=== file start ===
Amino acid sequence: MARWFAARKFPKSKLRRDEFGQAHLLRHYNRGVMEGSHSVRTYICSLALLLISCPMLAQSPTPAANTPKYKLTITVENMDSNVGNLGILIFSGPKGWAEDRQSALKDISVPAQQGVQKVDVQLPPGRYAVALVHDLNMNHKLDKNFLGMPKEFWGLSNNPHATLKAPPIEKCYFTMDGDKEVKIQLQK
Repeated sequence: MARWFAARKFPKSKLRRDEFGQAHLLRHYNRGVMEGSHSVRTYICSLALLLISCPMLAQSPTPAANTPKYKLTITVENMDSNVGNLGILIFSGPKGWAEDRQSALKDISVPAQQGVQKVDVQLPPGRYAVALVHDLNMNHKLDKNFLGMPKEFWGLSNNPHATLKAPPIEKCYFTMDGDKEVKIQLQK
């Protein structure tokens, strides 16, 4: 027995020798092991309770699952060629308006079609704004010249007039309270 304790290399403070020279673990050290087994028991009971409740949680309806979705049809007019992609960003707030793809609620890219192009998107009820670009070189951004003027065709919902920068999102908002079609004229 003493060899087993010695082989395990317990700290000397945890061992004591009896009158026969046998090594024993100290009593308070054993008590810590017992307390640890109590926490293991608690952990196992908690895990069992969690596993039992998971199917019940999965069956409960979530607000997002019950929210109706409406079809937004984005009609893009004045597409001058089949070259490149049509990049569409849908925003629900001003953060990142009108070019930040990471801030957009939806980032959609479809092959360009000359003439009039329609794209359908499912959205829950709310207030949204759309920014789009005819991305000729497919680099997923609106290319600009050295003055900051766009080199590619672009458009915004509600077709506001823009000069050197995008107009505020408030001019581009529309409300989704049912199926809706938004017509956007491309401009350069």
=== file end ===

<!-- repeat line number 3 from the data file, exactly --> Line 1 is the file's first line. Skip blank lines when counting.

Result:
């Protein structure tokens, strides 16, 4: 027995020798092991309770699952060629308006079609704004010249007039309270 304790290399403070020279673990050290087994028991009971409740949680309806979705049809007019992609960003707030793809609620890219192009998107009820670009070189951004003027065709919902920068999102908002079609004229 003493060899087993010695082989395990317990700290000397945890061992004591009896009158026969046998090594024993100290009593308070054993008590810590017992307390640890109590926490293991608690952990196992908690895990069992969690596993039992998971199917019940999965069956409960979530607000997002019950929210109706409406079809937004984005009609893009004045597409001058089949070259490149049509990049569409849908925003629900001003953060990142009108070019930040990471801030957009939806980032959609479809092959360009000359003439009039329609794209359908499912959205829950709310207030949204759309920014789009005819991305000729497919680099997923609106290319600009050295003055900051766009080199590619672009458009915004509600077709506001823009000069050197995008107009505020408030001019581009529309409300989704049912199926809706938004017509956007491309401009350069």